5. This Little Piggy

I don’t want to leave the toes out, although you can do this with fingers, too.

This little piggy went to market,
This little piggy stayed home,
This little piggy had roast beef,
This little piggy had none,
And this little piggy went wee wee wee all the way home.

The finger-play for this is to wiggle each toe in turn starting with the big toe (NB. I do mean that you should use your fingers to wiggle your child’s toes – it would be pretty impressive to be able to wiggle each toe independently!), and at the wee wee wee it’s time for tickles.

+ 1 2 3 4 5, Once I Caught a Fish Alive

I like this one because it helps young piano students get the idea of the finger numbers we use (thumb starts as 1), and they need to remember which hand is on the right.

One, two, three, four, five, once I caught a fish alive,
Six, seven, eight, nine, ten, then I let it go again.
Why did you let it go? Because it bit my finger so.
Which finger did it bite? This little finger on the right.

I hope there is something in this list to get you singing and moving. I’ll be back with some more counting songs tomorrow.

Summer Camp: So far…

We’re halfway through the summer break here so I thought I’d take a break from posting new activities this week to give us time to play around more with some of the ideas we’ve already tried.

If you’re looking for a quick musical activity, please do take a look at what we’ve been up to so far…

Singing/Playing

Crafts/Games/Theory

Listening/Watching

It’s been a fun few weeks! Hope to see you back here for more next week…

Summer Camp Week One: Turn-Taking Tuesday

Today we’re going to sing ‘Let Everyone Clap Hands Like Me’. This is a favourite of ours to sing in the car – I’m interested to see what else the kids come up with when we give it a bit more attention.

If your kids don’t already know this song then you’ll be able to practise turn-taking as you sing the song and they join in with the sound/action you suggest. They can then take turns in suggesting what the action should be for the next verse (even if they aren’t quite ready to sing the whole thing).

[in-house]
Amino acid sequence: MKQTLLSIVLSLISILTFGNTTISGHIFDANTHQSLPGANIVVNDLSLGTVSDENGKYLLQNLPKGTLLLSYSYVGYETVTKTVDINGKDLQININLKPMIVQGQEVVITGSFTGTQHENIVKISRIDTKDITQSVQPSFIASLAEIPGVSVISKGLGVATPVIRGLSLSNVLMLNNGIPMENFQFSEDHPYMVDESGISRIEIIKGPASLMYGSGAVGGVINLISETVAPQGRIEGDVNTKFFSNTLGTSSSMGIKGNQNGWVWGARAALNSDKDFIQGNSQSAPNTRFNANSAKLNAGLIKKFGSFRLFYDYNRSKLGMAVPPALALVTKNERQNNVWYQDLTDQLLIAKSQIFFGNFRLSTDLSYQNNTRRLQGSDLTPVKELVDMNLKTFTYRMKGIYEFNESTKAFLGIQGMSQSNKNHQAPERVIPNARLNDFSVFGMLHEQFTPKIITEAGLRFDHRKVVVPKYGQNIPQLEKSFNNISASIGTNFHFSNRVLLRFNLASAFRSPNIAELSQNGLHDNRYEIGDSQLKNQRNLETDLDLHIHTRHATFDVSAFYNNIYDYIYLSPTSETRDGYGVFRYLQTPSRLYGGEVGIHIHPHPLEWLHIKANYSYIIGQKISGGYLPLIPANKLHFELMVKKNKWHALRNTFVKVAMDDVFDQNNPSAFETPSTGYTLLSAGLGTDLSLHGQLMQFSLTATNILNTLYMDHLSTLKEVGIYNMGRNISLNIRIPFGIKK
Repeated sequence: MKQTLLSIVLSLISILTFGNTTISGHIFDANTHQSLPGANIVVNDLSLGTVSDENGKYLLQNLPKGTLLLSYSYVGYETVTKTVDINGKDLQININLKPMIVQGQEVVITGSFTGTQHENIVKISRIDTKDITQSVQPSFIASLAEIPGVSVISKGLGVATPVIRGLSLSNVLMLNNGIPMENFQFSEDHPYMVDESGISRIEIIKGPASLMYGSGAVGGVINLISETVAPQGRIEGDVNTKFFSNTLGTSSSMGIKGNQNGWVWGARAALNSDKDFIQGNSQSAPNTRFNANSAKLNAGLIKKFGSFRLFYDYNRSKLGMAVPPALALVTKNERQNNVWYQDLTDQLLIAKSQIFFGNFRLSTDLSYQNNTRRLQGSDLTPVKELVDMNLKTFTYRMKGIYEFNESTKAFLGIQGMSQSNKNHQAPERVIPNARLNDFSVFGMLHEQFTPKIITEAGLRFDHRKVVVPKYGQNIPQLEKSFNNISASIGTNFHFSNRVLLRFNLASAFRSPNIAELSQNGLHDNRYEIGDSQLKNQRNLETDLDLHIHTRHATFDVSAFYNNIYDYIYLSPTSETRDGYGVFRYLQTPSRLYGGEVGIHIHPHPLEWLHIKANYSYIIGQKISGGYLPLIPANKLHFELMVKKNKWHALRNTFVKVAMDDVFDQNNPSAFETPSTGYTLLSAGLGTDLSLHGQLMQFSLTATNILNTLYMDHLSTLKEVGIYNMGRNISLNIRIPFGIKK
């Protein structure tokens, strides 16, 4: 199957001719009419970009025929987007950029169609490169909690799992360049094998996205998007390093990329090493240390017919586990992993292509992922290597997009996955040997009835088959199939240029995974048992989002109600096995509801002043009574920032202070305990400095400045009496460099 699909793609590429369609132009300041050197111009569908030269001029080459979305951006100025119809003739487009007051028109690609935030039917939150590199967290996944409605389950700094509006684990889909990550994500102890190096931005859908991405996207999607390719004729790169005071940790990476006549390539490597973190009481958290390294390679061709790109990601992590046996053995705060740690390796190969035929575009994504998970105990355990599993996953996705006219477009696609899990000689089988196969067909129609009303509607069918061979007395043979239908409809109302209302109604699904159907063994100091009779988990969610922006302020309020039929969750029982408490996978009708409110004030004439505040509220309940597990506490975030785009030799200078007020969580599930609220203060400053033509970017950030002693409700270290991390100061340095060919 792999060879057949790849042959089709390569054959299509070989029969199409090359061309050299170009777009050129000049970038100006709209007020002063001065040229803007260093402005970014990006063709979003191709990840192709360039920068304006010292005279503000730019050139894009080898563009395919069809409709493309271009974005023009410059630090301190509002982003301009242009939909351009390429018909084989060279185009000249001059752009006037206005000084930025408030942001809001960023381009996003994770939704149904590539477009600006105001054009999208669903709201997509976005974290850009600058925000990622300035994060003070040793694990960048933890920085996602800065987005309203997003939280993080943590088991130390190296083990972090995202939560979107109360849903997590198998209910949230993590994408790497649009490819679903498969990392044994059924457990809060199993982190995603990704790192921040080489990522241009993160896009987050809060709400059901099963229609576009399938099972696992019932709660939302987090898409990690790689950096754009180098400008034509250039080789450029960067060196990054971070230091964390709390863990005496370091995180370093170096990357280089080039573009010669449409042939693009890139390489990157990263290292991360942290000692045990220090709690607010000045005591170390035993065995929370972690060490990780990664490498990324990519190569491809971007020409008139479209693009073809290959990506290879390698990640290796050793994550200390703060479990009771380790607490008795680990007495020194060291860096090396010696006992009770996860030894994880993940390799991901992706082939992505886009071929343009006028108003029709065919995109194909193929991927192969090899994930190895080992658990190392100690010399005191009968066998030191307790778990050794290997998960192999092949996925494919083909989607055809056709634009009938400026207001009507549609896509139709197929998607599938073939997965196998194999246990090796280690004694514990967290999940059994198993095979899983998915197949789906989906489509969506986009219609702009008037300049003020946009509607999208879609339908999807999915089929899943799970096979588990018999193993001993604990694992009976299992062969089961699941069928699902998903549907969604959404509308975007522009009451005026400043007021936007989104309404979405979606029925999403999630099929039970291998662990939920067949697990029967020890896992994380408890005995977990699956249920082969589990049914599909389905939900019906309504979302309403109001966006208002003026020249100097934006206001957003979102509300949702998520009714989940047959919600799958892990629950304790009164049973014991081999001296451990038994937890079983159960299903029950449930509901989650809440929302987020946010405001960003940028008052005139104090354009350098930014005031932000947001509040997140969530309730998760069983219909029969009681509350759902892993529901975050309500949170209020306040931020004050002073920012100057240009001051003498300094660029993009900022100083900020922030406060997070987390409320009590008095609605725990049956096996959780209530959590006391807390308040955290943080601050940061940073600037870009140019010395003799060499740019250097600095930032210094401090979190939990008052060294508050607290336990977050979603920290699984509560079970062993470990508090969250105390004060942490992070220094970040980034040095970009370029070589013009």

The lyrics go like this:

Let everyone clap hands like me (clap, clap),
Let everyone clap hands like me (clap, clap),
Come on and join in with the game,
You’ll find that it’s always the same (clap, clap).

Further verses can include ideas like, ‘Let everyone sneeze like me (at-choo)’, ‘Let everyone laugh like me (hee, hee)’…

You can find various versions of this on YouTube; today I’m enjoying hearing the legendary Pete Seeger at work:

A few more ideas to explore:

‘Let everyone whistle like me (woo, woo)’ – young children will struggle with whistling but it’s really fun for them to try – they will be so excited the first time they make an actual whistle sound, and some of their alternatives to whistling are pretty cute!

Sharpen up their listening skills – try changing the verses without warning – do the kids still do the sound/action you sing? How about if you cue just one of the kids, ‘Let Emily clap hands like me,’ – who responds?

Working on beat, rhythm and the vestibular system – ‘Let everyone rock like me (rock, rock). Do a slow rock from foot to foot in time with the music, then a quick rock, rock at the end of lines 1, 2 and 4. Try getting little ones to stand facing you and holding your hands, with their feet on top of your feet for this – great fun for them and a good challenge to your core stability!

Older kids might be interested to learn a bit more about Pete Seeger. Fascinating life, fabulous music. His New York Times obituary is here.